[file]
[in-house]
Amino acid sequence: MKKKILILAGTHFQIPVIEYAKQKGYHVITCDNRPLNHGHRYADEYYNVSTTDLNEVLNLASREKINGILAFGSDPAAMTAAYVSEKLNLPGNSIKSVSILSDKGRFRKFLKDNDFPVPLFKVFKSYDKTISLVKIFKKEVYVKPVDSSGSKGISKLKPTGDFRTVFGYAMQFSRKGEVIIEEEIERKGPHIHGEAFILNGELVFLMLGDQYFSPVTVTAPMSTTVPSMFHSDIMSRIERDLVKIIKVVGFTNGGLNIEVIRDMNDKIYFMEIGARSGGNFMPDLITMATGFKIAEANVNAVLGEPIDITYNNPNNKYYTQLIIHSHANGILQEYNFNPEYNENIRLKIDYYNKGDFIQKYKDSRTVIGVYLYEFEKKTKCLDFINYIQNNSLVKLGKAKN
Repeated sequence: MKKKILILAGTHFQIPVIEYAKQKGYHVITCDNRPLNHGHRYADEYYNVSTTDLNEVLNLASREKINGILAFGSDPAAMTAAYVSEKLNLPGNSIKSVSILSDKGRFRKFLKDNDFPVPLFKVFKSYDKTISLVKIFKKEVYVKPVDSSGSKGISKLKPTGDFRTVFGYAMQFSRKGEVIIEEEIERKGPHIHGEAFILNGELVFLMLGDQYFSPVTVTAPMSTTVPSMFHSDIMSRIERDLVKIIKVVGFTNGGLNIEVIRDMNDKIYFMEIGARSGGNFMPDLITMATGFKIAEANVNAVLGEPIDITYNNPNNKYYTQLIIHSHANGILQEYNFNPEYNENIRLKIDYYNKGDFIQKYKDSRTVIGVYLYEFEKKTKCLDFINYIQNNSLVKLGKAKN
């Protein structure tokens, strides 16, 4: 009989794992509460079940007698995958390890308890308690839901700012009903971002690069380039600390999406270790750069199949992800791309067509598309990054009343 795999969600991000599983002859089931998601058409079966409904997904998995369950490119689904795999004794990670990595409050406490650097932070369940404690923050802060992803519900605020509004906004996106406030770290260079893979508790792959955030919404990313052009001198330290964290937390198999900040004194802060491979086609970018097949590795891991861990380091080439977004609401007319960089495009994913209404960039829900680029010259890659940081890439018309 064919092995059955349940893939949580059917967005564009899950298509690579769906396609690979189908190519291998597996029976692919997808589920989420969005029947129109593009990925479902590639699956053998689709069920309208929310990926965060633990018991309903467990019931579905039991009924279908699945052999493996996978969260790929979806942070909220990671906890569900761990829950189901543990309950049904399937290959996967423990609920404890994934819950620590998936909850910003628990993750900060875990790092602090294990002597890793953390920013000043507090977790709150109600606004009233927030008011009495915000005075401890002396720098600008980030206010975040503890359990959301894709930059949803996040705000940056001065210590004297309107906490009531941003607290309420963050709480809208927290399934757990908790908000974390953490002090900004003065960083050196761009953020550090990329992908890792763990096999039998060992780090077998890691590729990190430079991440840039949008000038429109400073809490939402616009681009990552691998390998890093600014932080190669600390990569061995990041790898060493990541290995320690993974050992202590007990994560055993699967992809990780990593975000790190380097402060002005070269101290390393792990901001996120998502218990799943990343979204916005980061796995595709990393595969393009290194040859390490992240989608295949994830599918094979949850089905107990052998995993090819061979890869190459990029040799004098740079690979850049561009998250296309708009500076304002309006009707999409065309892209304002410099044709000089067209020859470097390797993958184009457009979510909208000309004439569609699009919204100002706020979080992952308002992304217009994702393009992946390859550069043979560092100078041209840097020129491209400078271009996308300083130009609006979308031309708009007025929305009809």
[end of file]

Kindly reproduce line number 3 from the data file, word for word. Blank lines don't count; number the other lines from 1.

Repeated sequence: MKKKILILAGTHFQIPVIEYAKQKGYHVITCDNRPLNHGHRYADEYYNVSTTDLNEVLNLASREKINGILAFGSDPAAMTAAYVSEKLNLPGNSIKSVSILSDKGRFRKFLKDNDFPVPLFKVFKSYDKTISLVKIFKKEVYVKPVDSSGSKGISKLKPTGDFRTVFGYAMQFSRKGEVIIEEEIERKGPHIHGEAFILNGELVFLMLGDQYFSPVTVTAPMSTTVPSMFHSDIMSRIERDLVKIIKVVGFTNGGLNIEVIRDMNDKIYFMEIGARSGGNFMPDLITMATGFKIAEANVNAVLGEPIDITYNNPNNKYYTQLIIHSHANGILQEYNFNPEYNENIRLKIDYYNKGDFIQKYKDSRTVIGVYLYEFEKKTKCLDFINYIQNNSLVKLGKAKN